At this point, it seems like it may be extremely difficult to completely eliminate any chance of contamination in produce.  Mandrell says, “Zero tolerance for an industry that is outdoors is very difficult. Everyone wants to try and have sterilized produce grown and this will be extremely hard. But the farmers, they are trying.”

His studies involved the cooperation of many different farms. Over 38 private properties were involved with one study, but Mandrel stressed the importance of confidentiality.

When asked if he felt the industry was cooperating with the team’s research Mandrell said he felt the industry has tried.  “They feel put upon; the ones who are cooperating, I really give them credit. Some don’t want to cooperate because it is so sensitive for them, but overall, I have been very pleased with the industry’s cooperation.”

The intensive sampling study Mandrell has been working on will finish up around early October of this year, but scientists will continue animal stool sampling on a much smaller scale with a possible focus on birds or geese.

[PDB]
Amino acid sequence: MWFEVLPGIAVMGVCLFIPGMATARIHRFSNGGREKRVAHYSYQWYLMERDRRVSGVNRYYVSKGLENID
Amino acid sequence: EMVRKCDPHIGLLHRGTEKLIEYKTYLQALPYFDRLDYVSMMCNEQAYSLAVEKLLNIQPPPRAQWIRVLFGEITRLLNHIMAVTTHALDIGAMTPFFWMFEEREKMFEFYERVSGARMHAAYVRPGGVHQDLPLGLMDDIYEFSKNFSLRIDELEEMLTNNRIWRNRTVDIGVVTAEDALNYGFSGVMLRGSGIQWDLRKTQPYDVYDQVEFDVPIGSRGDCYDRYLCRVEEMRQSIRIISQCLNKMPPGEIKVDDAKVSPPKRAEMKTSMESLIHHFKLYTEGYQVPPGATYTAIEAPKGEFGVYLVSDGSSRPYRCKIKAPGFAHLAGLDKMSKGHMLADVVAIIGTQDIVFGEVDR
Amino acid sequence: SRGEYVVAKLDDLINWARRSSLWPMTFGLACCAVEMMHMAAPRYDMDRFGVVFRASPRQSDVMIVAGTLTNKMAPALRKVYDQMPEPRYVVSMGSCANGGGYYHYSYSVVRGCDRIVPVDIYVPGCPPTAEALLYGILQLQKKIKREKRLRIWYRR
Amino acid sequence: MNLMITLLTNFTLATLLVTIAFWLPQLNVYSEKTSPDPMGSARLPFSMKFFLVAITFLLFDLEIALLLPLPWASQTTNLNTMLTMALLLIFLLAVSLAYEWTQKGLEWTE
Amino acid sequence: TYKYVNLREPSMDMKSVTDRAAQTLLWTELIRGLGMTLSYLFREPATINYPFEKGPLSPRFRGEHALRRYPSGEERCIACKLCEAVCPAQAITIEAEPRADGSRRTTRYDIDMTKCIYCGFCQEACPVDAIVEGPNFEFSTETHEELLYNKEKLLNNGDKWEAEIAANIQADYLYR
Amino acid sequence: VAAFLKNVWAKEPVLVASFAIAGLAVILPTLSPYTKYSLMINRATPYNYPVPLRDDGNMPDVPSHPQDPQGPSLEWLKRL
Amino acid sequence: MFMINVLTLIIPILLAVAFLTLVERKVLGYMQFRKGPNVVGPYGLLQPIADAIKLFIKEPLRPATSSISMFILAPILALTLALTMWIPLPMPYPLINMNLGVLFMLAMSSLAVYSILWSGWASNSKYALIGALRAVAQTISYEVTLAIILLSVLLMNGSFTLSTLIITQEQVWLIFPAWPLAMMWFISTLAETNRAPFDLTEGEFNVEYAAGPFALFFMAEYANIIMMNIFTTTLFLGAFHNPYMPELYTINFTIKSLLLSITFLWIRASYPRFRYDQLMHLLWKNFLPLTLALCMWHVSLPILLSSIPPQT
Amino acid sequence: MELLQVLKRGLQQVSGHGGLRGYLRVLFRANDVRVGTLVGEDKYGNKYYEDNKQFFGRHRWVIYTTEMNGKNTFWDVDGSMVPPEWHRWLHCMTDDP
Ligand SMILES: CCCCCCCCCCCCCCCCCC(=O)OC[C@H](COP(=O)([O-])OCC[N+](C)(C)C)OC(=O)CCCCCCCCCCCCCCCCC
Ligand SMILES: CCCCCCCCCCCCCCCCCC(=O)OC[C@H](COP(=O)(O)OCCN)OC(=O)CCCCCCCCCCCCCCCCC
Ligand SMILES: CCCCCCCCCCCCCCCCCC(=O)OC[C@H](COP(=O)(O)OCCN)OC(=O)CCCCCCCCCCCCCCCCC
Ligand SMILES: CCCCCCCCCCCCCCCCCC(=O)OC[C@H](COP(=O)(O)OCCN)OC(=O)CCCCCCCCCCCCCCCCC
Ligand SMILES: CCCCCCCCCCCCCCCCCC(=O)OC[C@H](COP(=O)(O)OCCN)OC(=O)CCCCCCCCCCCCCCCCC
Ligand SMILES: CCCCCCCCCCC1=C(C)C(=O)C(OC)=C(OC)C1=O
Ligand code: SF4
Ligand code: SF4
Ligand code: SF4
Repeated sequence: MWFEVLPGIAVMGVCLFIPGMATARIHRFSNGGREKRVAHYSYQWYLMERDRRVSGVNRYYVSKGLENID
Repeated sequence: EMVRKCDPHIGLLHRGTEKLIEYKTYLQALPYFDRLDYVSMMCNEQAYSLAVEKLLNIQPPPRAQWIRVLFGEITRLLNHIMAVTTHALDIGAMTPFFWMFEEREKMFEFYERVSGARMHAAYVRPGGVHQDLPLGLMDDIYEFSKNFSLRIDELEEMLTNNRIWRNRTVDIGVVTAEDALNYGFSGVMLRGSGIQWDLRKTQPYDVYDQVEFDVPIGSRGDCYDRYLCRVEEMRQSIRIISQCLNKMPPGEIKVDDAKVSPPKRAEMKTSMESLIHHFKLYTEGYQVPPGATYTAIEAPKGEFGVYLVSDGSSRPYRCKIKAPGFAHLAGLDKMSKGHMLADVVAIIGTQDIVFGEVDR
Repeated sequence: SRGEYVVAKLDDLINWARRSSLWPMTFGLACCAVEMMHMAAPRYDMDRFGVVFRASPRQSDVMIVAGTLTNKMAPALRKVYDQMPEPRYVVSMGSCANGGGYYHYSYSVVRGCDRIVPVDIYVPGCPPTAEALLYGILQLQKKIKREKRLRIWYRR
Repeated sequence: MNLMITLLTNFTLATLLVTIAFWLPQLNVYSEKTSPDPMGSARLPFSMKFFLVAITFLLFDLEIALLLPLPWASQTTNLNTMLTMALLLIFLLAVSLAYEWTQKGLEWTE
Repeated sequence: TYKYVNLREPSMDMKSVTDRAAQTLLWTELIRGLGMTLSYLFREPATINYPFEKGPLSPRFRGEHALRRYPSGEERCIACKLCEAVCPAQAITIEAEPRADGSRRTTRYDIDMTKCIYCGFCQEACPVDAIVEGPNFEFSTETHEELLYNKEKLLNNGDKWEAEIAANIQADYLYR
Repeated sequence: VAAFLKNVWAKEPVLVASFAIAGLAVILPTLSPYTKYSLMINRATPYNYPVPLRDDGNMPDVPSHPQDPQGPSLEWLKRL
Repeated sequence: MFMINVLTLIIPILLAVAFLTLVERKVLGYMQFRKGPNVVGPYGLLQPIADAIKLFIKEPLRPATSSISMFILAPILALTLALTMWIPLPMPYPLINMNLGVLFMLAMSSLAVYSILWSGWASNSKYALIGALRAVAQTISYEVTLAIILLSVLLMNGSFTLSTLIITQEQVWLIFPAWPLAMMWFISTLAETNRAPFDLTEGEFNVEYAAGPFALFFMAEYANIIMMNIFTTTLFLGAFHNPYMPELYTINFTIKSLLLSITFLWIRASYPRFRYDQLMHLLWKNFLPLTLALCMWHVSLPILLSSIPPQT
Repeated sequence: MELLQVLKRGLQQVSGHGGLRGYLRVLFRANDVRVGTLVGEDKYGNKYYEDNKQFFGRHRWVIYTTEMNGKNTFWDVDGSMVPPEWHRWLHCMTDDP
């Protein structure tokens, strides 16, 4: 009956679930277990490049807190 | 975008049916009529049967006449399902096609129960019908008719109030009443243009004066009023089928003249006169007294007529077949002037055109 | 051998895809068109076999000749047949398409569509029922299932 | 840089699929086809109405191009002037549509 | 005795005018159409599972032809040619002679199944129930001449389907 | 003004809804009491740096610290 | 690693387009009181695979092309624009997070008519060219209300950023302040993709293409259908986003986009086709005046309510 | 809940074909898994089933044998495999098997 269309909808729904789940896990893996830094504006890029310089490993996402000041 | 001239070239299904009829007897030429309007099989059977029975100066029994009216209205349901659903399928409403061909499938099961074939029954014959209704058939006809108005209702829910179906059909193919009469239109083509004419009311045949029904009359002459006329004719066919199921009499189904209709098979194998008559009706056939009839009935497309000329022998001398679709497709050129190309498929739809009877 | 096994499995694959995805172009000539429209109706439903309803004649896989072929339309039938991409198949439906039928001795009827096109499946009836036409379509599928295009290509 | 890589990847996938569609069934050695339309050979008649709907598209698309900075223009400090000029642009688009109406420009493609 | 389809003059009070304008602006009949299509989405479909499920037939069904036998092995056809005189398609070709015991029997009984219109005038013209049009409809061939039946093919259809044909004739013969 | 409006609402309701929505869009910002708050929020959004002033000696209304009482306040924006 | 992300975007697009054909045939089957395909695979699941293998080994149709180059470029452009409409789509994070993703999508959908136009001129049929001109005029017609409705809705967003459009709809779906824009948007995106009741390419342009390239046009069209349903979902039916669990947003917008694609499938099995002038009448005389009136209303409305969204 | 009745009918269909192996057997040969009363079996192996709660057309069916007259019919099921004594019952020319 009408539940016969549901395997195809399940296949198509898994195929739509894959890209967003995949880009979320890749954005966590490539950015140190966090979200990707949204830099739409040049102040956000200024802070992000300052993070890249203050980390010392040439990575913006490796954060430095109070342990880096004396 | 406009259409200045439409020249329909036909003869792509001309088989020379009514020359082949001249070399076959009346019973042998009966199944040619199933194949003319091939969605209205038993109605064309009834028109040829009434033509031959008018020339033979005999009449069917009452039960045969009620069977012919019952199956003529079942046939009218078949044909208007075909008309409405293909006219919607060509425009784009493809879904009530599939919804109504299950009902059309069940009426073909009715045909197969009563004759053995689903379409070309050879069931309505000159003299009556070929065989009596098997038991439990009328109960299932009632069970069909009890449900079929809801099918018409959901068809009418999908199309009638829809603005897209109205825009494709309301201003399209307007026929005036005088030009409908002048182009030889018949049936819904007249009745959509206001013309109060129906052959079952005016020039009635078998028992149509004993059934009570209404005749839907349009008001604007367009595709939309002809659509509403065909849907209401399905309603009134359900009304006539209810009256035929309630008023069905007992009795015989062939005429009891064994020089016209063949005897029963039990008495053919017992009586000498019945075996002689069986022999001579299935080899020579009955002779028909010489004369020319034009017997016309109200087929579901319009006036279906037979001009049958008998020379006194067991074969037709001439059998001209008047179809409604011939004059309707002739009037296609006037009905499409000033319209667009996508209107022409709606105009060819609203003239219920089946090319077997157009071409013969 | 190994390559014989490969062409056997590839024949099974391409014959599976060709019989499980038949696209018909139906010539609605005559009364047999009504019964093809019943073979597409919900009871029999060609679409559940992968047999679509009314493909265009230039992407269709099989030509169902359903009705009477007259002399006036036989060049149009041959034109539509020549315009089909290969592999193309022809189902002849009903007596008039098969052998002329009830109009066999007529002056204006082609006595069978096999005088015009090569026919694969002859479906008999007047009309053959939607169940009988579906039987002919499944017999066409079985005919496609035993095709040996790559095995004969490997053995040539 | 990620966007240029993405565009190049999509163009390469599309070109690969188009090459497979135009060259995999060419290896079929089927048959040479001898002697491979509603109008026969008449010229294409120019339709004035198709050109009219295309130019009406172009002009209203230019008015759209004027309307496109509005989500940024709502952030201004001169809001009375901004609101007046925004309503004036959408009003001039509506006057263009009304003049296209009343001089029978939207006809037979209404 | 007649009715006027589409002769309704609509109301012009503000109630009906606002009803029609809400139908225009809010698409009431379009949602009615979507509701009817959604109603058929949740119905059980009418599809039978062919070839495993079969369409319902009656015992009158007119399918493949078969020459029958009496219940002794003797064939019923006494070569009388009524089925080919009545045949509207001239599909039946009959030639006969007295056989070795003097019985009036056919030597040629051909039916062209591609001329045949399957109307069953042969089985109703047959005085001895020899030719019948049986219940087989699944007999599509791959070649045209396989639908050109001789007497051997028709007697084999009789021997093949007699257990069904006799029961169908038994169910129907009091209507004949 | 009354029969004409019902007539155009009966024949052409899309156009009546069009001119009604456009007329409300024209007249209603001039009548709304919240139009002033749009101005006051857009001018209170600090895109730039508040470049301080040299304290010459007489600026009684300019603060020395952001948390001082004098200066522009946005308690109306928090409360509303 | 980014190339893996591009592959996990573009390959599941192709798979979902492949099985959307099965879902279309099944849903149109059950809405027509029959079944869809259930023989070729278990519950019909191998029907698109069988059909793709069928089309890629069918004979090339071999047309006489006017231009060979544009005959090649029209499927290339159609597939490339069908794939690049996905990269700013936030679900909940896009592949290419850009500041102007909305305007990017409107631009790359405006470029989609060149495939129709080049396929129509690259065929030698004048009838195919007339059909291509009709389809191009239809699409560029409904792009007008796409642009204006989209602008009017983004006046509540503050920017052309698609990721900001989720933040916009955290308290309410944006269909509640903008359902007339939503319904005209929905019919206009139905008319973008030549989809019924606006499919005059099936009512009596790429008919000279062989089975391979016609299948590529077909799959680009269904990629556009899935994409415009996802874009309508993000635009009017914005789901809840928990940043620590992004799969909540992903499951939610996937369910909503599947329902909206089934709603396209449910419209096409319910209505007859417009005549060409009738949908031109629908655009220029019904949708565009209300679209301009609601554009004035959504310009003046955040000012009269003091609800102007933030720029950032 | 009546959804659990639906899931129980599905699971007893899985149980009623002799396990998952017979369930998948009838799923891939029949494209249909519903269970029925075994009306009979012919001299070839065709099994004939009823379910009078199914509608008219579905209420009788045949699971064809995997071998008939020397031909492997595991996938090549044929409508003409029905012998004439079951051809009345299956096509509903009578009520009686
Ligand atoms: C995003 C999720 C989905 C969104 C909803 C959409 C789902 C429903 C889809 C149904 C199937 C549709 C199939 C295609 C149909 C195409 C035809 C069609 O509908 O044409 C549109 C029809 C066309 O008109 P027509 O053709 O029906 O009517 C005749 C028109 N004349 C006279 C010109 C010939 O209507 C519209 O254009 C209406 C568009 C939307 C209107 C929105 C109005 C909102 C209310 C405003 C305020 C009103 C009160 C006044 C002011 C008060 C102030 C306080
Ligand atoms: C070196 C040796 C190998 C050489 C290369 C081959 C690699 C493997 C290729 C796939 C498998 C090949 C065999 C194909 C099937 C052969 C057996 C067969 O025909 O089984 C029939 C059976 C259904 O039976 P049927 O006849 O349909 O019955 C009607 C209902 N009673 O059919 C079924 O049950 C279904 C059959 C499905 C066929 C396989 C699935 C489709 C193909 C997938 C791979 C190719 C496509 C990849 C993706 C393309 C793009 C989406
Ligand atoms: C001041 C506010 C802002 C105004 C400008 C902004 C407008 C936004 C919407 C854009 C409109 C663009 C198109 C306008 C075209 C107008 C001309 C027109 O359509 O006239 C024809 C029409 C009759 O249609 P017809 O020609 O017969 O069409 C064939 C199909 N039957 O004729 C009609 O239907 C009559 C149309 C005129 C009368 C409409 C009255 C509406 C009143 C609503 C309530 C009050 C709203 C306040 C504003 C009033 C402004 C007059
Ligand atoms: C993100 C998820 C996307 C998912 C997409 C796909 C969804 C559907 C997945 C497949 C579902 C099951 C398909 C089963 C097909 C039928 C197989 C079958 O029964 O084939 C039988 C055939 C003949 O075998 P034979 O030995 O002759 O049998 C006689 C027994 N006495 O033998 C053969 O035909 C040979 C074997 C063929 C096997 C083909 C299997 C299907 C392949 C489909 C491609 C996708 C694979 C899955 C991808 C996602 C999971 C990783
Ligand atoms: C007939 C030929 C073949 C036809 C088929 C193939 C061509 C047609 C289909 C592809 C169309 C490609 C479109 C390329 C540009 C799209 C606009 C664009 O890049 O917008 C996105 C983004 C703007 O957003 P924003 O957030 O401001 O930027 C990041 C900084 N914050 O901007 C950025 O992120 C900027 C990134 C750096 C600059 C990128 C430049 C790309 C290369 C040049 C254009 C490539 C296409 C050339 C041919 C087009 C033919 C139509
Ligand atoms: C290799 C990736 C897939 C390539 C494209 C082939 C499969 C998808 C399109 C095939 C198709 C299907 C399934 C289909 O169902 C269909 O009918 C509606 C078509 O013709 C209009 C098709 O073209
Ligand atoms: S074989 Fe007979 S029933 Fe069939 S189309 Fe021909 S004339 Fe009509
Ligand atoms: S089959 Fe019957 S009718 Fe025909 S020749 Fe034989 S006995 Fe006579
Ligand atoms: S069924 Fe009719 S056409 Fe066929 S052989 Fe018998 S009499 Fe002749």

Mandrell thinks that conclusions in the form of formal reports and papers will be released over the next couple of years. “We put so much effort and money into this but it is still just a snapshot,” he said. Scientists agree that long-term studies on weather patterns may unearth more answers.

If there is a chance that E. coli O157:H7 may be embedded in parts of the northern California’s agricultural environment, Mandrell’s team hopes their studies will provide the industry with direction towards radically reducing and eventually eliminating the environment’s risk to consumers.

© Food Safety News
  • Errol Hess

    Doesn’t this beg the question of whether the e coli source is in the processing and conditions transporting produce thousands of miles?

  • Ann Quinn, consumer

    As a consumer,now I’m confused and would like to ask for expert opinions. Mr. Hess’ question seems like an important
    one on transport of produce and E. coli exposure.
    And I thought beef cows were a principal shedder of E. coli 0157:H7 in feces, especially if fed other than a grass diet. Yet in this article there is no mention of large scale industrial farm production by dairy cows or cows raised for slaughter in large feed lots.
    Is there no relationship between cow factory farms and possible
    runoff from waste products via water into any produce fields in the proximity?

  • http://wellnessforallnow.blogspot.com/ Janice Epstein

    I’m with Errol. I am also surprised not to hear at least a little something about testing the fertilizer the farms are using.